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Linux powers “world’s first” GPON/GE-PON SoCs

May 7, 2007 — by LinuxDevices Staff — from the LinuxDevices Archive — 23 views

Conexant claims to be sampling the “world's first” system-on-chip (SoC) processors for “GPON/GE-PON residential gateways” (gigabit/gigabit Ethernet passive optical networking). The “Xenon-IIIG” GPON and “Xenon-IIIE” GE-PON chips come with Linux, and support both FTTH and FTTN (fiber-to-the-home/node) applications, Conexant said.

GPON (ITU G.984) is most commonly used in “fiber-to-the-home” applications, with a single fiber being divided by passive (non-powered) splitters into 32 branches. GE-PON (IEEE 802.3ah) adds an Ethernet layer, for “simplicity” and “cost-effectiveness,” according to Conexant. The company previously shipped an ARM9-powered “Xenon-II” GE-PON chip; however, the Xenon-IIIG appears to be its first-ever offering for plain GPON networking.

Both Xenon-III chips can process upwards of 10 gigabits per second, according to Conexant, making them suitable for “cost-effective” delivery of triple-play services (voice, video, and data) over fiber optic cables. They can be used standalone in FTTH applications, or combined with VDSL (very high-speed) DSL CO (central office) and CPE (customer premises equipment) for FTTN applications.

Touted features include:

  • Xenon-IIIE and Xenon-IIIG are “pin- and software-compatible”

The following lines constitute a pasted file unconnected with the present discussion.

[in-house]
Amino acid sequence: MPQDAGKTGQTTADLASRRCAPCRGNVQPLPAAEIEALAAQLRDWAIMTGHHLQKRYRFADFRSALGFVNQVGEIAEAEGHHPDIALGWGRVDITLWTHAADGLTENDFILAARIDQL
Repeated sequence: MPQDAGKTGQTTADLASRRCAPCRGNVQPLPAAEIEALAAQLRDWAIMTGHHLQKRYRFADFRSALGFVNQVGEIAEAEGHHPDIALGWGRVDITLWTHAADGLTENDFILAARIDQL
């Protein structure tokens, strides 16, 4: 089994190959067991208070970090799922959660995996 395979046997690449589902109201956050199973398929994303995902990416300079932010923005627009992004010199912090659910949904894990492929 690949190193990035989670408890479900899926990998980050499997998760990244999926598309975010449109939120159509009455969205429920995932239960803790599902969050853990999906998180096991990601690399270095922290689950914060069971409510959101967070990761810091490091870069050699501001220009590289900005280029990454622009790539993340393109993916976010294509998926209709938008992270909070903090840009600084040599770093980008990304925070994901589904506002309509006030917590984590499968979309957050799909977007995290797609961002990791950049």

• Xenon-IIIE complies with China Telecom's EPON specification
  • Tested with optical line terminal (OLT) end-product manufacturers to “ensure interoperability on both sides of the connection”
  • Full line rate performance at 2.4 Gb/s downstream and 1.25 Gb/s upstream
  • Physical layer encryption, security, bridging, and routing required to enable quality of service (QoS) in IP video applications
  • Integrated functionality for four concurrent voice-over-IP channels, three-way calling, and a T.38 fax demodulator
  • “Superior QoS, robust security, and complete management of a customer premises device from the central office”
  • Interfaces for key home networking technologies, including Multimedia over Coax Alliance (MoCA), HomePNA, HomePlug A/V and gigabit Ethernet

On the software side, the Xenon-III SoCs are bundled with an open source-based Linux BSP (board-support package), along with Conexant's “ISOS” (integrated system-on-silicon) protocol stacks and “support for customers' own software stacks.” The provided BSP and stacks are said to enable software reuse from ADSL and VDSL product designs.

According to Akram Atallah, Conexant's GM of broadband access, “Operators worldwide are planning to use PON technology for next-generation network upgrades to improve their ability to deliver bandwidth-intensive services such as video-on-demand and IPTV.”

Aileen Arcill, senior research analyst at IDC, added, “PON is becoming a viable broadband access technology to be implemented in residential gateways, which are critical to driving mass subscriber growth.”

Conexant also offers CO and CPE products for ADSL2plus, SHDSL, and VDSL2. It claims to have shipped “more than 200 million DSL ports,” and to have shipped the first 12, 26, and 40 megabits per second (Mbps) ADSL chipsets.


The CX95202 Xenon-IIIG and CX95203 Xenon-IIIE SoCs are sampling now, packaged in an 824-pin plastic ball grid array (PBGA). They are expected to ship in volume in July, priced at $30 in quantities of 10,000.

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